MOOSIC, Pa. -- Stepping to the plate in the bottom of the first inning with one out and nobody on, Derek Jeter jumped on the first pitch he saw. It was up in the strike zone and he drove it into the gap in left-center, easing into second base with a standup double.
He ended up going 2-for-3 with an RBI and a run scored and also made a costly error that allowed two unearned runs to score.
The Yankees' captain admitted before Thursday's game that he would have preferred those at-bats to have been at Yankee Stadium against the Blue Jays. Instead, he batted second and played shortstop for the Triple-A Scranton/Wilkes-Barre RailRiders against the Pawtucket Red Sox at standing-room-only PNC Park, beginning his third rehab assignment of the season.
"I lost all my bargaining power because last time I came back and got hurt. So there's not much I can say," he said with a smile after completing his pregame warmups. He was referring to injuring his quad on July 11, his first Major League game of the season after playing four games with the organization's top affiliate.
Jeter, 39, is on the disabled list for the third time this year. He missed the first half of the schedule recovering from offseason ankle surgery. In his first game back he injured the quad and went back on the DL. When he returned he played four games before going back to the DL with a Grade 1 calf strain on Aug. 3.
So, introduced to the taped voice of the late, great Bob Sheppard -- Now batting for the Yankees, No. 2, Derek Jeter! -- he did what he could to convince the Yankees brass that he's ready to join the stretch drive, already in progress.
He said he was satisfied.
"I feel good. It always feels good to get a hit," he said. "But the most important thing is to make sure it's good physically. I want to get back as soon as possible, but I understand there's a process to it."
After the double against PawSox knuckleballer Steven Wright, Jeter advanced to third on a swinging bunt by Melky Mesa and score easily when RailRiders cleanup hitter Dan Johnson doubled to center.
In the third, Jeter came up after Brent Lillibridge led off with a single to left. He attempted a bunt on the first pitch, but the ball rolled foul then hit a bouncing ball up the middle. Pawtucket second baseman Brock Holt gloved the ball and stepped on second for the force. His throw to first beat Jeter by a wide margin, but bounced away from first baseman Mark Hamilton.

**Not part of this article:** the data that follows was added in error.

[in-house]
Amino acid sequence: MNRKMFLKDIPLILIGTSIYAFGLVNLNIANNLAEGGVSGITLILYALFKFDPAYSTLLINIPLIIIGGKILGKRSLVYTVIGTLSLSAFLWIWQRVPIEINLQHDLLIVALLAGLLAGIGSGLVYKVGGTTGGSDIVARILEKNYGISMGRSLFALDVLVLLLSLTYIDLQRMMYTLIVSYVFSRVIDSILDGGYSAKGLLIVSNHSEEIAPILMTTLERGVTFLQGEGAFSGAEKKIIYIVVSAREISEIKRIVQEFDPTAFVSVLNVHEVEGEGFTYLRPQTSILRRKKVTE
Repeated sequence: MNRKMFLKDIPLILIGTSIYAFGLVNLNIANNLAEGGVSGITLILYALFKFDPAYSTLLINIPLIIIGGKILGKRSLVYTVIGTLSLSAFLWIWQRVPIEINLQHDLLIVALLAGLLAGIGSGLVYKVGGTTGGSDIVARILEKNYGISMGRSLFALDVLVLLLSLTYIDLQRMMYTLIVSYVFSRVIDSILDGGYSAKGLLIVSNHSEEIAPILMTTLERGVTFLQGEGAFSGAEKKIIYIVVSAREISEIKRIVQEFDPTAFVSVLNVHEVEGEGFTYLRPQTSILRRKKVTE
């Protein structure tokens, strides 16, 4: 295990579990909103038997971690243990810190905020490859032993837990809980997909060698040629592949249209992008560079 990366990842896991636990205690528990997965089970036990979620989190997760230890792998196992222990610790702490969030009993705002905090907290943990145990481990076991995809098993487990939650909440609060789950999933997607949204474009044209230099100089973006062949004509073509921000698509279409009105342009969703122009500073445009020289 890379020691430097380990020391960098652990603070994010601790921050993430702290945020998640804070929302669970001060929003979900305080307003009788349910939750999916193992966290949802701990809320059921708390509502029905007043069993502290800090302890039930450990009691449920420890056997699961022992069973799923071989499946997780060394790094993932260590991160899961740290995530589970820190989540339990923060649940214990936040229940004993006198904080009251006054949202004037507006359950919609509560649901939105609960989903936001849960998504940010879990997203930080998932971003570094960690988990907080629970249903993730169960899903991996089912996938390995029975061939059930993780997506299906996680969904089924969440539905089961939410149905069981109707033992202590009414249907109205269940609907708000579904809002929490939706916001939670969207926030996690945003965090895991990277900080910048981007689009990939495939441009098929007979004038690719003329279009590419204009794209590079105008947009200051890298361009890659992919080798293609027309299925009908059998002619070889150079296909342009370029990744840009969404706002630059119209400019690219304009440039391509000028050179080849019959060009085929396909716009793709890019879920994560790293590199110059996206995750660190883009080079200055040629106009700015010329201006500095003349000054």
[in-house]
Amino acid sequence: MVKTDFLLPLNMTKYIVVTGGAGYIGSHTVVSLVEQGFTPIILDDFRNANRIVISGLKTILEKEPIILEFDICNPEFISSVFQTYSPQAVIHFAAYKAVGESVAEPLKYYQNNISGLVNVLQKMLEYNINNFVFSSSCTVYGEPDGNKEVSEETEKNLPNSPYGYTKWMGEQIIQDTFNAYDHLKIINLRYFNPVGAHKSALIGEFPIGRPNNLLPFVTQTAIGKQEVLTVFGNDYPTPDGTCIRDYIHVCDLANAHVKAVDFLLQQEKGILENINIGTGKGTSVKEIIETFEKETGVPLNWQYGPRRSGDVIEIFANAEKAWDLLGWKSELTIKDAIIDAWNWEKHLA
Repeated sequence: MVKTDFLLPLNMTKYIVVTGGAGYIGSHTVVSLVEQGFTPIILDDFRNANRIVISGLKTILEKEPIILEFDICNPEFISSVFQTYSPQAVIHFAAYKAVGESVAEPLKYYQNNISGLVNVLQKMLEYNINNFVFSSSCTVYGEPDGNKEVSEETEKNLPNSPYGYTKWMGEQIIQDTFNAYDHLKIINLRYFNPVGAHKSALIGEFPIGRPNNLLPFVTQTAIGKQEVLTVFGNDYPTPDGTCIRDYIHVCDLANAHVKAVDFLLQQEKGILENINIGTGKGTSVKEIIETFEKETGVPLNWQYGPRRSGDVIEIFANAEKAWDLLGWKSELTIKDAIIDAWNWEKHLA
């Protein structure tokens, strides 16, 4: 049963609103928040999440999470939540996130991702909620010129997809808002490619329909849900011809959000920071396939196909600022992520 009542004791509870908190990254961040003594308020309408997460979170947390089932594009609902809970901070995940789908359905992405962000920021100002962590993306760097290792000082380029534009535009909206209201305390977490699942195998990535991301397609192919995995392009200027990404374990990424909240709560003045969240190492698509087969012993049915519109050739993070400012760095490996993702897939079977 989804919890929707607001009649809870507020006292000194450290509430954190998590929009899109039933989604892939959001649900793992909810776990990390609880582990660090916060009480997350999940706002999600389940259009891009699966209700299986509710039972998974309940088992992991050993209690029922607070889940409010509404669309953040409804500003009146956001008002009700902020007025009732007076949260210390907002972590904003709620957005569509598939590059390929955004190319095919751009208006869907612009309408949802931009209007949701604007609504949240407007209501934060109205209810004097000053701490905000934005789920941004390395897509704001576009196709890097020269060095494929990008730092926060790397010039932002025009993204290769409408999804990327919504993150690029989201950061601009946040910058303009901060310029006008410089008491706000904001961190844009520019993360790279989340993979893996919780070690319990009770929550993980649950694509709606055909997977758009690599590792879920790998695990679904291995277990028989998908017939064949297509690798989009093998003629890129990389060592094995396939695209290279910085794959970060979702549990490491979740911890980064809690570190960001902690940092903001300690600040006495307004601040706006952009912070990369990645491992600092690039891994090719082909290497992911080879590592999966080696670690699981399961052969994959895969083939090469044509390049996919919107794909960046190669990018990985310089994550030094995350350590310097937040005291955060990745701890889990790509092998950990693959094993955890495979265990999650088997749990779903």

Mesa then grounded into a force play, with Jeter sliding carefully into second to help break up the potential double play. "[Running] felt fine," he said. "I've been doing a lot of running down in Florida before I came back here. Everything is a little different when you're in games, but there were no issues. I had no problems [with the slide]. I think it's natural when you first come back to be a little hesitant. You have to go through certain things. I think it's like that any time you come back from an injury. That's the normal progression."
In the top of the fourth, Jeter was charged with an error when a two-out grounder up the middle by shortstop Heiker Meneses glanced off his glove. Two runs scored on the play.
"I don't know what happened. I didn't catch it," he said. "I wish I had an explanation for you. It really was easy. It just hit off the end of my glove. I don't know if I took my eye off it. I'm not sure, but yeah, that shouldn't happen."
In his only other defensive chance, Jeter charged a slow roller by PawSox second baseman Brock Holt and flipped to first to retire the runner for the final out of that inning.
His last at-bat came with catcher Bobby Wilson on second and two outs in the fifth. After falling behind 0-2, Jeter stayed alive by fouling off a couple pitches then bounced a grounder up the middle. Holt made a diving stop but Wilson was able to score all the way from second.
Jeter is expected to play for the RailRiders again on Friday night, with speculation that he could rejoin the big club in time for Saturday's game against the Tampa Bay Rays at Tropicana Field. Jeter jokingly said he couldn't even confirm that he'd play more than the five innings he was in for Thursday night.
"I don't know, man. They don't tell me anything," he said, laughing.
He said before the game he feels he's ready to return to the Yankees lineup, especially since the team has played well enough recently to get back into playoff contention.
"I always feel [ready]," he said. "I want to be there. This is the time of year you'd like to be playing. I've missed more time this year than, I think, my entire career combined due to injuries. So it's been a pretty frustrating year for me. But, yeah, I'm looking forward to getting back as soon as I can.
"Frustrating is the best way to put it. I understand that I've been pretty fortunate in my entire career to avoid major injuries, aside from my shoulder. I guess it was my time. As much as I would have liked to have stayed healthy after I came back the initial time, I guess it wasn't in the cards. I'm hoping everything goes well here these couple days, or however long I'm here, and I can get back to New York with no other problems.
"New York has been playing well. In baseball, it's 162 games. There's streaks. There are good streaks and bad streaks. Hopefully the bad ones don't last long and the good ones go on for quite some times. So we're hoping to continue that."
Paul Hagen is a reporter for MLB.com. This story was not subject to the approval of Major League Baseball or its clubs.